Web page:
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Discussion Starter · #1 ·
I am a bank fisherman....I am just looking for some opinions on using crank baits from shore. My experience with crankbaits is pretty limited. Here's the reason why.....I find that as I am retrieving a crankbait from the shoreline, it has a tendency to end up banging along the bottom. Has anyone had any luck using them from shore, or do you think that I am just waisting my time with them????
 

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I haven't had any problem fishing rat'l traps from the bank, are you throwing deeper diving crankbaits? I personally prefer topwater bank fishing as I think it doesn't get much better than that. Cabelas shows the casting depth and trolling depth of alot of their crankbaits.
 

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Banging the bottom is a good thing usually. A lot of times on flats and things in the river or big lake I take a deep diving crankbait and rake it across the bottom. It looks like a crawfish darting and rakes up a puff of clouds as you drag it across bottom. Bass can't stand it and will whack the mess out of it.:cool:

Need to determine the depth of water you are fishing and then change the lure to meet the depths. Also might want to use rattletraps, jerkbaits, topwater and even plastic worms or jigs.


tight lines <*)))))>{
 

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Discussion Starter · #4 ·
I am a big fan of rattle traps and top water baits. Have had good luck on both. I just never been confident using true crank baits that dive down to say 8 ft or more, and I always felt like I was wasting my time using the.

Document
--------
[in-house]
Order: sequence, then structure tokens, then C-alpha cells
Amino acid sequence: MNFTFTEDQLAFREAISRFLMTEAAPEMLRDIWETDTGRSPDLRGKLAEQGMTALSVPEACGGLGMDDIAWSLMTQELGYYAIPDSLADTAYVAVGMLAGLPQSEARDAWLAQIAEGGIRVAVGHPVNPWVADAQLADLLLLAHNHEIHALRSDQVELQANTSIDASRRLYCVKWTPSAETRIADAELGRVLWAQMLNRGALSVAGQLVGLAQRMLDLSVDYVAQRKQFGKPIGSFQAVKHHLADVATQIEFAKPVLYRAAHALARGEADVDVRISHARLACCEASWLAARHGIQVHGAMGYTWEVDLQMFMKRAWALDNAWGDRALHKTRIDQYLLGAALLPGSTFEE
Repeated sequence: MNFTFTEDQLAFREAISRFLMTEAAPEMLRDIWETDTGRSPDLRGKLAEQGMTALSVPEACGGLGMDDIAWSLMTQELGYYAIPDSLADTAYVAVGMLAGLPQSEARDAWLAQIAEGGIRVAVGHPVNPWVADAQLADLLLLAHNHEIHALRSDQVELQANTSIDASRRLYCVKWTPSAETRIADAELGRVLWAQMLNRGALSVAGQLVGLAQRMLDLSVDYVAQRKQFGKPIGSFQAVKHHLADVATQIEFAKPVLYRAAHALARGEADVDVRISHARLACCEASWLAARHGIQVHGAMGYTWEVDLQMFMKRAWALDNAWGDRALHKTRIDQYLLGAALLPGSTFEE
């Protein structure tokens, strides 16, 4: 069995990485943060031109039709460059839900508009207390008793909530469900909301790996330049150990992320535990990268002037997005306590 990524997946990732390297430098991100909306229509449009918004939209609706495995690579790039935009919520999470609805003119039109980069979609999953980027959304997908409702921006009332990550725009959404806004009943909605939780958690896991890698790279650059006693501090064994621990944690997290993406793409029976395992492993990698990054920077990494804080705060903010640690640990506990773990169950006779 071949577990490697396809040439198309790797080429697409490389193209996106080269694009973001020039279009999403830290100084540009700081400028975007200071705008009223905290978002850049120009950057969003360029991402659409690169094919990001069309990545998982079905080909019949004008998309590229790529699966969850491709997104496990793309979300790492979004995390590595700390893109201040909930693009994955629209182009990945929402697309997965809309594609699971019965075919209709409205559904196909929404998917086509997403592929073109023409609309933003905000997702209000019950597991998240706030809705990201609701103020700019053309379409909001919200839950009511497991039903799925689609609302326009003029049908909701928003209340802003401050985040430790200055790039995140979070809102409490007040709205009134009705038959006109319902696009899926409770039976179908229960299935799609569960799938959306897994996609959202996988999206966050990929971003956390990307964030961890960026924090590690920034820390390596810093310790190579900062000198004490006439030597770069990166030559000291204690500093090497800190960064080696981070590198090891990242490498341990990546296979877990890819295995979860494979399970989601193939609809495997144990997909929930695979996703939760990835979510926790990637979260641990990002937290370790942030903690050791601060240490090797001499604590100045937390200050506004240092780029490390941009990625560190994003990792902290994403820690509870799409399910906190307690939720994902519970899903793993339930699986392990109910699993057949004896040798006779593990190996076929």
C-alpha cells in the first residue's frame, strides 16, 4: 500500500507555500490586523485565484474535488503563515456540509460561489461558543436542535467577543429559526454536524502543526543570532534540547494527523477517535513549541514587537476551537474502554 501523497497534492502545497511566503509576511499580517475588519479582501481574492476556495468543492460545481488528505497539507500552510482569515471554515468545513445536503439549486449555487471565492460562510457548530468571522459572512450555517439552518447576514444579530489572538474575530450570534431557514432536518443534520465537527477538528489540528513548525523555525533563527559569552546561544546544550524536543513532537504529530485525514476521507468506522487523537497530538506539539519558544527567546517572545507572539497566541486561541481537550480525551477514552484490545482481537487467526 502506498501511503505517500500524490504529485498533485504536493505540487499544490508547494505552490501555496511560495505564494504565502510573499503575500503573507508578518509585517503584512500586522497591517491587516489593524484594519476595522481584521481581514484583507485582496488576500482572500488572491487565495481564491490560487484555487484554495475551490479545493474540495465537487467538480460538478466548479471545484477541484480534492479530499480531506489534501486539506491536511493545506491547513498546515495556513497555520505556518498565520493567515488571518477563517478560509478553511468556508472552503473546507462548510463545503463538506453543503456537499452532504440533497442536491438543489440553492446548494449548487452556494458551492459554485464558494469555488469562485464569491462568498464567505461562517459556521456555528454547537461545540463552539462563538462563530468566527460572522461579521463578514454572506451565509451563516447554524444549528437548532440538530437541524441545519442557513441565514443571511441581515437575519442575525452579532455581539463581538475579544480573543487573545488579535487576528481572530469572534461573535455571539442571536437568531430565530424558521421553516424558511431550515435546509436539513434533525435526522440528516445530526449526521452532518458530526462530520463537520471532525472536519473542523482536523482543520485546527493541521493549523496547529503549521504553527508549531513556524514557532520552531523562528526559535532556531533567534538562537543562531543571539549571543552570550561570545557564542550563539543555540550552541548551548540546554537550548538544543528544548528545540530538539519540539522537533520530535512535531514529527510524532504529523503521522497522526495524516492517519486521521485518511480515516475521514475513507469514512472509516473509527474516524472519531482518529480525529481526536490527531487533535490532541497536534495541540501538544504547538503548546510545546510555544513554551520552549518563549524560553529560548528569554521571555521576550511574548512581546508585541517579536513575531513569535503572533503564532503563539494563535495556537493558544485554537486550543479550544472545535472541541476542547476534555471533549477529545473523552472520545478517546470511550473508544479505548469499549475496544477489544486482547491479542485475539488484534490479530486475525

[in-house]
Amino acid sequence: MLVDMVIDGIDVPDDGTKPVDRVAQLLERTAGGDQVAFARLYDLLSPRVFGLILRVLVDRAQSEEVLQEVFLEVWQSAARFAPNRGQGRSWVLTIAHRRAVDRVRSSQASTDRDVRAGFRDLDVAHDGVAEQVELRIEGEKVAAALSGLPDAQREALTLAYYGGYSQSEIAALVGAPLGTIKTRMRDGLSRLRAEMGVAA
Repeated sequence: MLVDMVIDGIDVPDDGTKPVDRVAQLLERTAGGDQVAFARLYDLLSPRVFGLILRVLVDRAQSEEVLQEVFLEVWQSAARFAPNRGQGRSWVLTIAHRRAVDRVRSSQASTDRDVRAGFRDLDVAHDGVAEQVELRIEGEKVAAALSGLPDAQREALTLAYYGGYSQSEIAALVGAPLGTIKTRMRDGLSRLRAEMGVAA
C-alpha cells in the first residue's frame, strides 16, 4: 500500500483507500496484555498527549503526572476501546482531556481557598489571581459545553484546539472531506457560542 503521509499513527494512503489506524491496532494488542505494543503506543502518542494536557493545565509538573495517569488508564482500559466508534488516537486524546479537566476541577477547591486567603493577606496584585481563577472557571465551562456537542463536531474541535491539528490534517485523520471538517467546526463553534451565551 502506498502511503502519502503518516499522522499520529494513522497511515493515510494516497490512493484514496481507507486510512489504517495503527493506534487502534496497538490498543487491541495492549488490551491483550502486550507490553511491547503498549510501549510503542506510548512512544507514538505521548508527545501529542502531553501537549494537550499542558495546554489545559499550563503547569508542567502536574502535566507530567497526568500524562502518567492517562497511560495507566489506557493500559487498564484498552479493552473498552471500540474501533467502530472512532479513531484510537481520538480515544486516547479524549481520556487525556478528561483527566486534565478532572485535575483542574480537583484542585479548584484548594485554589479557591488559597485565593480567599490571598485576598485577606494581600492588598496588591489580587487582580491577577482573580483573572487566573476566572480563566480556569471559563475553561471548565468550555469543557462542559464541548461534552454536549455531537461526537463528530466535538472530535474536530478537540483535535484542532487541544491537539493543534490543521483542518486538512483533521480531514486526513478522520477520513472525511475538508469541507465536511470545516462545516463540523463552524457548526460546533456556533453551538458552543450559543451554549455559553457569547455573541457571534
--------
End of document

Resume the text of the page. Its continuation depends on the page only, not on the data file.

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Maybe that the area you are at you will need to use baits designed for use in 2-4 feet of water. Don't overlook these fish catching lures.

Also might want a few jerk baits, Rattlin Rogue, Rapala X-rap, Rebel Husky jerk to name a few. These baits are awesome. Cast and jerk it under water, and it will suspend a moment while you take up you line and then jerk it and wind jerk and wind. These are some good bass lures.:cool:

tight lines <*)))))>{
 

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Discussion Starter · #6 ·
I think the one thing that I really have going against me is that I have no idea how deep the water is that I am fishing. For the most part I have been fishing community ponds/lakes, and really don't know the underwater structure. Maybe I'll try to talk to wifey into a portable fish finder for our anniversary:D. For the size of the bodies of water that I tend to fish I doubt that there are any USGS maps available.
 

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i personally like to use bandit series 200 which run 4 to 8 foot and if need to go shallower i will a series[bandit]100 which run less than four foot,as far a s color i normally fish clear to very lightly stained water, unless the weather dictates of course. spring to fall i always had good luck with the rootbeer,translucent watermelon sparkle,and the spring craw color.white and blk/chrome is good too.with the craw colors i like to get to dig deep and worked slow,make a lot of noise and ruckus.i prefer the baitfish colors to be burned at a good rate or slowed down to a slow crawl.hope this is some help,goooodluckand good times
 

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Red X Angler
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Buy baits with determined depths. If a bait runs 4-6 ft average then you know you are in 4-6ft water if it drags and can change baits etc.... I use a Sharpie marker and make little notes on the bottom of crankbaits as to how deep they run so I don't forget...LOL!!
 
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You can also write it on the bill with a Sharpie